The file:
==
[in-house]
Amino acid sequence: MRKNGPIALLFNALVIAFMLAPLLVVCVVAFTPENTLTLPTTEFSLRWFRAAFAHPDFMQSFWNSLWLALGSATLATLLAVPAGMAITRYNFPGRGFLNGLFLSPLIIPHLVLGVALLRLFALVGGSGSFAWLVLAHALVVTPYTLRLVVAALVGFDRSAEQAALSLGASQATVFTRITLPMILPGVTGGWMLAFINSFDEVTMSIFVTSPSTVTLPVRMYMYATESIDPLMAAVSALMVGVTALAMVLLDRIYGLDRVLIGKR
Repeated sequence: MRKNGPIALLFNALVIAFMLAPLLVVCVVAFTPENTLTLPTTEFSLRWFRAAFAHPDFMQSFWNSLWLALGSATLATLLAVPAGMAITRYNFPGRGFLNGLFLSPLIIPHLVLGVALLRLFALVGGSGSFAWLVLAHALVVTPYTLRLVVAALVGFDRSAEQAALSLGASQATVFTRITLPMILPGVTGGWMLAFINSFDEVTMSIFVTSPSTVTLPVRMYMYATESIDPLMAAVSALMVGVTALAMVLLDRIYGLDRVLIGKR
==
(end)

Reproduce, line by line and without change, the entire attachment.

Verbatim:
[in-house]
Amino acid sequence: MRKNGPIALLFNALVIAFMLAPLLVVCVVAFTPENTLTLPTTEFSLRWFRAAFAHPDFMQSFWNSLWLALGSATLATLLAVPAGMAITRYNFPGRGFLNGLFLSPLIIPHLVLGVALLRLFALVGGSGSFAWLVLAHALVVTPYTLRLVVAALVGFDRSAEQAALSLGASQATVFTRITLPMILPGVTGGWMLAFINSFDEVTMSIFVTSPSTVTLPVRMYMYATESIDPLMAAVSALMVGVTALAMVLLDRIYGLDRVLIGKR
Repeated sequence: MRKNGPIALLFNALVIAFMLAPLLVVCVVAFTPENTLTLPTTEFSLRWFRAAFAHPDFMQSFWNSLWLALGSATLATLLAVPAGMAITRYNFPGRGFLNGLFLSPLIIPHLVLGVALLRLFALVGGSGSFAWLVLAHALVVTPYTLRLVVAALVGFDRSAEQAALSLGASQATVFTRITLPMILPGVTGGWMLAFINSFDEVTMSIFVTSPSTVTLPVRMYMYATESIDPLMAAVSALMVGVTALAMVLLDRIYGLDRVLIGKR